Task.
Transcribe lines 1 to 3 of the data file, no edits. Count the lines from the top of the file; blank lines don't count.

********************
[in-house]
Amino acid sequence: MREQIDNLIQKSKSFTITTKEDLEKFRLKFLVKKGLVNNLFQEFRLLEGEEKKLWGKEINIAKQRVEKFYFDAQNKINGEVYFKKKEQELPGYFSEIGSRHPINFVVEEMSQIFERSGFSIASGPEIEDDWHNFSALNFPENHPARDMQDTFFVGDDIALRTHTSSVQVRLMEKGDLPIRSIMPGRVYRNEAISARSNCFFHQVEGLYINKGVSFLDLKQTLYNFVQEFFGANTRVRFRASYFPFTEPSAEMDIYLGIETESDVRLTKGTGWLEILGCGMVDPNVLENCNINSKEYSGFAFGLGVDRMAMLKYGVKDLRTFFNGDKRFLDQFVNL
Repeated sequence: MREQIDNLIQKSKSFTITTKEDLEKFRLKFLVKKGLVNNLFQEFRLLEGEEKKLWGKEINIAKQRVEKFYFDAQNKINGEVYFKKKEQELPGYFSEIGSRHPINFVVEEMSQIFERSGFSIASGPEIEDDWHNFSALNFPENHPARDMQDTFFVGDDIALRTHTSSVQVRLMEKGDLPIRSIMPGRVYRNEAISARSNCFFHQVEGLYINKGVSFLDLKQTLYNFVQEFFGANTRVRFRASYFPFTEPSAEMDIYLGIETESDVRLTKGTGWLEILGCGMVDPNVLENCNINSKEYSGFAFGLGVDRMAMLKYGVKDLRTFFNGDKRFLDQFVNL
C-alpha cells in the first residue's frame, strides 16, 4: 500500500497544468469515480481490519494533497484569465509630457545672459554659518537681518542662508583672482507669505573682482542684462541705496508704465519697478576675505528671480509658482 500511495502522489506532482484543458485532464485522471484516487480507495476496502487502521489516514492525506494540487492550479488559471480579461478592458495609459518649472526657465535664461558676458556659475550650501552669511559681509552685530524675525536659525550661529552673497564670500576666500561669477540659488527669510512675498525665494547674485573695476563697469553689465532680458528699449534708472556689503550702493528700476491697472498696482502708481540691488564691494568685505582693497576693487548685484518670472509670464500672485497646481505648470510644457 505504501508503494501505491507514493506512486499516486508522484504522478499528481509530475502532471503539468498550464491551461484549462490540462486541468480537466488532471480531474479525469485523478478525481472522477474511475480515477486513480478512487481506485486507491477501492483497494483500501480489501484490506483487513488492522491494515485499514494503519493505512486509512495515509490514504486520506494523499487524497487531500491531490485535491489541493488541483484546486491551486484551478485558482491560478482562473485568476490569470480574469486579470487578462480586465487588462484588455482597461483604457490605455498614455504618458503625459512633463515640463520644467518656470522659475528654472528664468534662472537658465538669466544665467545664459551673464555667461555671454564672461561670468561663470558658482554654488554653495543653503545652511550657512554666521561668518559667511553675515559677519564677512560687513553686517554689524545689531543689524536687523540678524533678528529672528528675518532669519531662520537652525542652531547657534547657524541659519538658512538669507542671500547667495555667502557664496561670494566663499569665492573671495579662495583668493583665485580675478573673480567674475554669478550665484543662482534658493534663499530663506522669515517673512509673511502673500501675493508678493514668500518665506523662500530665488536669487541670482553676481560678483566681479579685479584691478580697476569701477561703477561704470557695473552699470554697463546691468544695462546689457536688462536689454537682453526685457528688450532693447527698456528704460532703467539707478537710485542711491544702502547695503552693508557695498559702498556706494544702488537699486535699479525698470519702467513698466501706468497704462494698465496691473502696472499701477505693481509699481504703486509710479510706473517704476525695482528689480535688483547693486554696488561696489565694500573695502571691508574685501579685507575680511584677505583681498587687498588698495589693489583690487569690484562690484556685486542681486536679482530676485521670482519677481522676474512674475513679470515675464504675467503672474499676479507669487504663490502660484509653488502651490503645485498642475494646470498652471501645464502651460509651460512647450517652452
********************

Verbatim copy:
[in-house]
Amino acid sequence: MREQIDNLIQKSKSFTITTKEDLEKFRLKFLVKKGLVNNLFQEFRLLEGEEKKLWGKEINIAKQRVEKFYFDAQNKINGEVYFKKKEQELPGYFSEIGSRHPINFVVEEMSQIFERSGFSIASGPEIEDDWHNFSALNFPENHPARDMQDTFFVGDDIALRTHTSSVQVRLMEKGDLPIRSIMPGRVYRNEAISARSNCFFHQVEGLYINKGVSFLDLKQTLYNFVQEFFGANTRVRFRASYFPFTEPSAEMDIYLGIETESDVRLTKGTGWLEILGCGMVDPNVLENCNINSKEYSGFAFGLGVDRMAMLKYGVKDLRTFFNGDKRFLDQFVNL
Repeated sequence: MREQIDNLIQKSKSFTITTKEDLEKFRLKFLVKKGLVNNLFQEFRLLEGEEKKLWGKEINIAKQRVEKFYFDAQNKINGEVYFKKKEQELPGYFSEIGSRHPINFVVEEMSQIFERSGFSIASGPEIEDDWHNFSALNFPENHPARDMQDTFFVGDDIALRTHTSSVQVRLMEKGDLPIRSIMPGRVYRNEAISARSNCFFHQVEGLYINKGVSFLDLKQTLYNFVQEFFGANTRVRFRASYFPFTEPSAEMDIYLGIETESDVRLTKGTGWLEILGCGMVDPNVLENCNINSKEYSGFAFGLGVDRMAMLKYGVKDLRTFFNGDKRFLDQFVNL